The toddler’s introduction to Heap Exploitation, FastBin Dup to Stack (Part 4.1)

While I’ve started these posts with a “stick to the basics” mindset, I always end up with a gap on every post, which is a fact that forces me to write some more. This is actually the 5th post on the same topic, but since it is closely related to my last one I tagged it as 4.1. So, the story so far is as follows:

For the sake of completeness, in this post we are going to refer to the rest of the FastBin attacks, using the as our main reference.

FastBin Double Free to Stack

This attack leverages a double free vulnerability in order to force calloc to return a fake chunk which will point to a controlled location (in this case, the stack). I am going to use a slight modified version of the how2heap’s repo example which can be found here:

The c code that I use for this example is depicted below:

…and consists of the following steps:

  • Fill the tcache by allocating seven chunks of the same size. This will force the allocator to use the fastbins list:
  • Create three new allocations and double free-ing one of them:
In the fastbins list the first and last chunk point to the same address.

The next two calloc’s chunks will be assigned from the fastbins list, but due to the double free, there will still be an entry in the fastbins which will point to an allocated chunk:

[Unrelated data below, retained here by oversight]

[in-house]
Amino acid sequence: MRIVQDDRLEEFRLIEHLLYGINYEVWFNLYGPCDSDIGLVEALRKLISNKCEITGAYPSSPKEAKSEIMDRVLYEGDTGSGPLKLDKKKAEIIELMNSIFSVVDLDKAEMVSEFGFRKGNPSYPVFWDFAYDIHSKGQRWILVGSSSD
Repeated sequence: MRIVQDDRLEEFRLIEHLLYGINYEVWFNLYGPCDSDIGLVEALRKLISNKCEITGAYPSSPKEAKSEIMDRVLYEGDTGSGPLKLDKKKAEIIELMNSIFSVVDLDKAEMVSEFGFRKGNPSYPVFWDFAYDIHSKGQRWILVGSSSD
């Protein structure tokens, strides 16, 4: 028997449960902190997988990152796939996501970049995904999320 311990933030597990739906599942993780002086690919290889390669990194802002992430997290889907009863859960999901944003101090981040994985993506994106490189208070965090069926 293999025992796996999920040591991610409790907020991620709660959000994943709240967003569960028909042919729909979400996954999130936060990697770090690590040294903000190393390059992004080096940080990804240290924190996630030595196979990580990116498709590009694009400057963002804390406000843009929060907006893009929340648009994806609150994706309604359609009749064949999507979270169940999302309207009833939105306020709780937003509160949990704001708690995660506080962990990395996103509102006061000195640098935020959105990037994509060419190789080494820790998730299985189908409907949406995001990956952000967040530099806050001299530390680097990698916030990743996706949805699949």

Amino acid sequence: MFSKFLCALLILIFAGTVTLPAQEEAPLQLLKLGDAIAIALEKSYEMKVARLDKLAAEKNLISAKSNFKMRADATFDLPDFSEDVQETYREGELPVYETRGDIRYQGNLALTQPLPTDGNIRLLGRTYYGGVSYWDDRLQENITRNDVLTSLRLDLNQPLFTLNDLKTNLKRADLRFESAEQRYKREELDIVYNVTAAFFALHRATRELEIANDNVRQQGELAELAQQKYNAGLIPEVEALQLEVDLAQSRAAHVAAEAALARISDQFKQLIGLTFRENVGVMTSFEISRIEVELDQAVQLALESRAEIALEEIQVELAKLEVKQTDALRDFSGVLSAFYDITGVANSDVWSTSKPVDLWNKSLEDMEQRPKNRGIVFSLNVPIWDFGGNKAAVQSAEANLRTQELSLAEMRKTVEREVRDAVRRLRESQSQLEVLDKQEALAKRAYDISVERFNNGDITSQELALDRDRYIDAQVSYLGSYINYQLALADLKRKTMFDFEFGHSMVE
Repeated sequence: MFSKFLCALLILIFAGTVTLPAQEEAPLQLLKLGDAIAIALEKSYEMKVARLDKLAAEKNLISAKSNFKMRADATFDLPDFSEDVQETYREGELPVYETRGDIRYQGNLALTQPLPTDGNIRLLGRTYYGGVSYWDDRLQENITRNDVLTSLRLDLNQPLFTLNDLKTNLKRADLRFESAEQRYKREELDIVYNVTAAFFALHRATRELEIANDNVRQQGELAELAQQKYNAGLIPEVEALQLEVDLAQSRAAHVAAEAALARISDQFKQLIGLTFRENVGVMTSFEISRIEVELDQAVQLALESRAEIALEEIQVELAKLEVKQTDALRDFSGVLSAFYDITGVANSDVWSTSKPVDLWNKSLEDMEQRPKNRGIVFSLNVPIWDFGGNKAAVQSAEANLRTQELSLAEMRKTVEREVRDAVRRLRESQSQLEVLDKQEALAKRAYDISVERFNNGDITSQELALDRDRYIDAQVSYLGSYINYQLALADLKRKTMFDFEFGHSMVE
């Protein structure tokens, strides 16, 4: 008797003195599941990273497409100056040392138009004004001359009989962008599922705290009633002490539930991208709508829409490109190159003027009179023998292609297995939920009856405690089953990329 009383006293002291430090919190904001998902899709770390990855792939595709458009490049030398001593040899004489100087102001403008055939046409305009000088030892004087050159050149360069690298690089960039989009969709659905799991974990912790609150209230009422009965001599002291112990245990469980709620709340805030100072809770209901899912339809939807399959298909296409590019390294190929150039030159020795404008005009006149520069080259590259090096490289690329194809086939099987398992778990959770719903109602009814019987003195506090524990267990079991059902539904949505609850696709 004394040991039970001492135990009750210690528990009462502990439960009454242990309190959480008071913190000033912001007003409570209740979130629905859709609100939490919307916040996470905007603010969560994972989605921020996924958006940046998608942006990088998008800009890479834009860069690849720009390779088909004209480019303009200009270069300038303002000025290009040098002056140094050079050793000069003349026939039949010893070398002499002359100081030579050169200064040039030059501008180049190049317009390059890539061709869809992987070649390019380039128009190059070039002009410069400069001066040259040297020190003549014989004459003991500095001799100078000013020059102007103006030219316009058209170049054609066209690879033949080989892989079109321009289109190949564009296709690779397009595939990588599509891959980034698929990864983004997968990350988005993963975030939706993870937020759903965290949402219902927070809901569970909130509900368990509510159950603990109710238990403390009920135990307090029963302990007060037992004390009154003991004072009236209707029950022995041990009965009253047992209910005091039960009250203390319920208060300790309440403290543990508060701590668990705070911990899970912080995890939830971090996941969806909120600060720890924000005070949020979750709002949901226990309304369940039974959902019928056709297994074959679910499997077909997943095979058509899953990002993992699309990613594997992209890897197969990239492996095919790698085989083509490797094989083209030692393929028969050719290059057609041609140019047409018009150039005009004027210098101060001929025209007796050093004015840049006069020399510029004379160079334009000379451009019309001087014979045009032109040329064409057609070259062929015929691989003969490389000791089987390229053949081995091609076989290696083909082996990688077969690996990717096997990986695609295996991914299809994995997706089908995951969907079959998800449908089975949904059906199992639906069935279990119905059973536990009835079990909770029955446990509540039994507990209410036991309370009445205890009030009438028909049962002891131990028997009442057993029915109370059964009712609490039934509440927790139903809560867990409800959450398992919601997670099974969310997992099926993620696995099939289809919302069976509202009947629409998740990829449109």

figure 1: next two callocs

First calloc(1,8)0x0000555555559790

figure 2: chunk address returned to $rax

Second calloc(1,8)0x00005555555597b0

figure 3: chunk address returned to $rax

An entry in the fastbins still points to the allocated chunk (0x0000555555559790):

Since we fully control the d pointer, we can overwrite the metadata of the chunk that it points to in order to create a fake chunk of arbitrary address and size:

d now is pointing to an address that contains the address of the stack_var . This will insert a fake link to the fastbins list which will now contain two chunks (the one that d points to as well as the fake):

As a result the first next allocation will point to 0x555555559790:

And the subsequent to the 0x7fffffffe2f0. Putting it all together, compiling and running the given example will yield the following output:

Final sample has been pushed here:



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